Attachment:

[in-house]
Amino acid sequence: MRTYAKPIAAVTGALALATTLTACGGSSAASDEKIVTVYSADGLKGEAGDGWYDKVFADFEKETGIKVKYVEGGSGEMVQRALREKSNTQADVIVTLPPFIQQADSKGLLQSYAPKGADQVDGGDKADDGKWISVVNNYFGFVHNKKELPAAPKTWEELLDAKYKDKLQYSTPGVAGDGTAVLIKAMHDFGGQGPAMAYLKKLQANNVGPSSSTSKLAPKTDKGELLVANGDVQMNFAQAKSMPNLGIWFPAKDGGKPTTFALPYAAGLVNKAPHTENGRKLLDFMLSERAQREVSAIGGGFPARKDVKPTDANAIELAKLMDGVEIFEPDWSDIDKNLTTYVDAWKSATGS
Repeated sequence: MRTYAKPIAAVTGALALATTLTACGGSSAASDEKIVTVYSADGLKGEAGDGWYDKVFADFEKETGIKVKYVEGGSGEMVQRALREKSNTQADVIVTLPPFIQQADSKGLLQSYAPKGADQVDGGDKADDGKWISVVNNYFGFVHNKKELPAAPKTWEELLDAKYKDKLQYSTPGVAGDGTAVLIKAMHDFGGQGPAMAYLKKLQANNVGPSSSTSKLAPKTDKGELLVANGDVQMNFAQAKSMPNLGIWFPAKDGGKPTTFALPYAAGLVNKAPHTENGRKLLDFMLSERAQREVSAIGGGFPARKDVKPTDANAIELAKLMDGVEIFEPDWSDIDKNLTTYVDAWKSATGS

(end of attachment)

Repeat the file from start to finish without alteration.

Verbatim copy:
[in-house]
Amino acid sequence: MRTYAKPIAAVTGALALATTLTACGGSSAASDEKIVTVYSADGLKGEAGDGWYDKVFADFEKETGIKVKYVEGGSGEMVQRALREKSNTQADVIVTLPPFIQQADSKGLLQSYAPKGADQVDGGDKADDGKWISVVNNYFGFVHNKKELPAAPKTWEELLDAKYKDKLQYSTPGVAGDGTAVLIKAMHDFGGQGPAMAYLKKLQANNVGPSSSTSKLAPKTDKGELLVANGDVQMNFAQAKSMPNLGIWFPAKDGGKPTTFALPYAAGLVNKAPHTENGRKLLDFMLSERAQREVSAIGGGFPARKDVKPTDANAIELAKLMDGVEIFEPDWSDIDKNLTTYVDAWKSATGS
Repeated sequence: MRTYAKPIAAVTGALALATTLTACGGSSAASDEKIVTVYSADGLKGEAGDGWYDKVFADFEKETGIKVKYVEGGSGEMVQRALREKSNTQADVIVTLPPFIQQADSKGLLQSYAPKGADQVDGGDKADDGKWISVVNNYFGFVHNKKELPAAPKTWEELLDAKYKDKLQYSTPGVAGDGTAVLIKAMHDFGGQGPAMAYLKKLQANNVGPSSSTSKLAPKTDKGELLVANGDVQMNFAQAKSMPNLGIWFPAKDGGKPTTFALPYAAGLVNKAPHTENGRKLLDFMLSERAQREVSAIGGGFPARKDVKPTDANAIELAKLMDGVEIFEPDWSDIDKNLTTYVDAWKSATGS